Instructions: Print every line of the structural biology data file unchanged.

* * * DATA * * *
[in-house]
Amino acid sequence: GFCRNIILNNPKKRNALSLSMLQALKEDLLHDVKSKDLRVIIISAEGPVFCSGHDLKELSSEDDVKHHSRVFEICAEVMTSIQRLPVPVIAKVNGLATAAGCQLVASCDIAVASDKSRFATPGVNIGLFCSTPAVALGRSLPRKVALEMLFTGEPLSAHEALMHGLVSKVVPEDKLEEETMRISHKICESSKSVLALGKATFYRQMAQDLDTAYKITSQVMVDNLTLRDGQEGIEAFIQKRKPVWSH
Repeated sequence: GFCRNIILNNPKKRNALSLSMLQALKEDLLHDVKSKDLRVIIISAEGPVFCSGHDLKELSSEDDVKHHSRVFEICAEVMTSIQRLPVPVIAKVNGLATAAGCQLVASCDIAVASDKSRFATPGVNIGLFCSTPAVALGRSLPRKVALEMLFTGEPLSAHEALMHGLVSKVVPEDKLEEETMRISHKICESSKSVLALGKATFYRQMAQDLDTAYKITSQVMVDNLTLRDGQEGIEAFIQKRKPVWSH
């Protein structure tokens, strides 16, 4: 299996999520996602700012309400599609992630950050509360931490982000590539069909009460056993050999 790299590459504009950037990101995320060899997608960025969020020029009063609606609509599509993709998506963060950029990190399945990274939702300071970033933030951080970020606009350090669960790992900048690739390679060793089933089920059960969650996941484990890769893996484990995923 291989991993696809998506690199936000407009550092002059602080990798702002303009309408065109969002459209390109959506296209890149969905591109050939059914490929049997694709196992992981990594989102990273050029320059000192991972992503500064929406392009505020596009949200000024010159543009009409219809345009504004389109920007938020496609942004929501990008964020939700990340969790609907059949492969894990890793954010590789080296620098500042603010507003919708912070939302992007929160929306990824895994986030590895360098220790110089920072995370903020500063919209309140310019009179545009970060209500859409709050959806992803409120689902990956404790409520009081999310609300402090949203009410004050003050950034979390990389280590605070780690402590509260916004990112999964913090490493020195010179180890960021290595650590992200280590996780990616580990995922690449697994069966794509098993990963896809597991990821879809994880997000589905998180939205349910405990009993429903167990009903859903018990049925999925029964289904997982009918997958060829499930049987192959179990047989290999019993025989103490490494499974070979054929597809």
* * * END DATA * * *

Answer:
[in-house]
Amino acid sequence: GFCRNIILNNPKKRNALSLSMLQALKEDLLHDVKSKDLRVIIISAEGPVFCSGHDLKELSSEDDVKHHSRVFEICAEVMTSIQRLPVPVIAKVNGLATAAGCQLVASCDIAVASDKSRFATPGVNIGLFCSTPAVALGRSLPRKVALEMLFTGEPLSAHEALMHGLVSKVVPEDKLEEETMRISHKICESSKSVLALGKATFYRQMAQDLDTAYKITSQVMVDNLTLRDGQEGIEAFIQKRKPVWSH
Repeated sequence: GFCRNIILNNPKKRNALSLSMLQALKEDLLHDVKSKDLRVIIISAEGPVFCSGHDLKELSSEDDVKHHSRVFEICAEVMTSIQRLPVPVIAKVNGLATAAGCQLVASCDIAVASDKSRFATPGVNIGLFCSTPAVALGRSLPRKVALEMLFTGEPLSAHEALMHGLVSKVVPEDKLEEETMRISHKICESSKSVLALGKATFYRQMAQDLDTAYKITSQVMVDNLTLRDGQEGIEAFIQKRKPVWSH
């Protein structure tokens, strides 16, 4: 299996999520996602700012309400599609992630950050509360931490982000590539069909009460056993050999 790299590459504009950037990101995320060899997608960025969020020029009063609606609509599509993709998506963060950029990190399945990274939702300071970033933030951080970020606009350090669960790992900048690739390679060793089933089920059960969650996941484990890769893996484990995923 291989991993696809998506690199936000407009550092002059602080990798702002303009309408065109969002459209390109959506296209890149969905591109050939059914490929049997694709196992992981990594989102990273050029320059000192991972992503500064929406392009505020596009949200000024010159543009009409219809345009504004389109920007938020496609942004929501990008964020939700990340969790609907059949492969894990890793954010590789080296620098500042603010507003919708912070939302992007929160929306990824895994986030590895360098220790110089920072995370903020500063919209309140310019009179545009970060209500859409709050959806992803409120689902990956404790409520009081999310609300402090949203009410004050003050950034979390990389280590605070780690402590509260916004990112999964913090490493020195010179180890960021290595650590992200280590996780990616580990995922690449697994069966794509098993990963896809597991990821879809994880997000589905998180939205349910405990009993429903167990009903859903018990049925999925029964289904997982009918997958060829499930049987192959179990047989290999019993025989103490490494499974070979054929597809």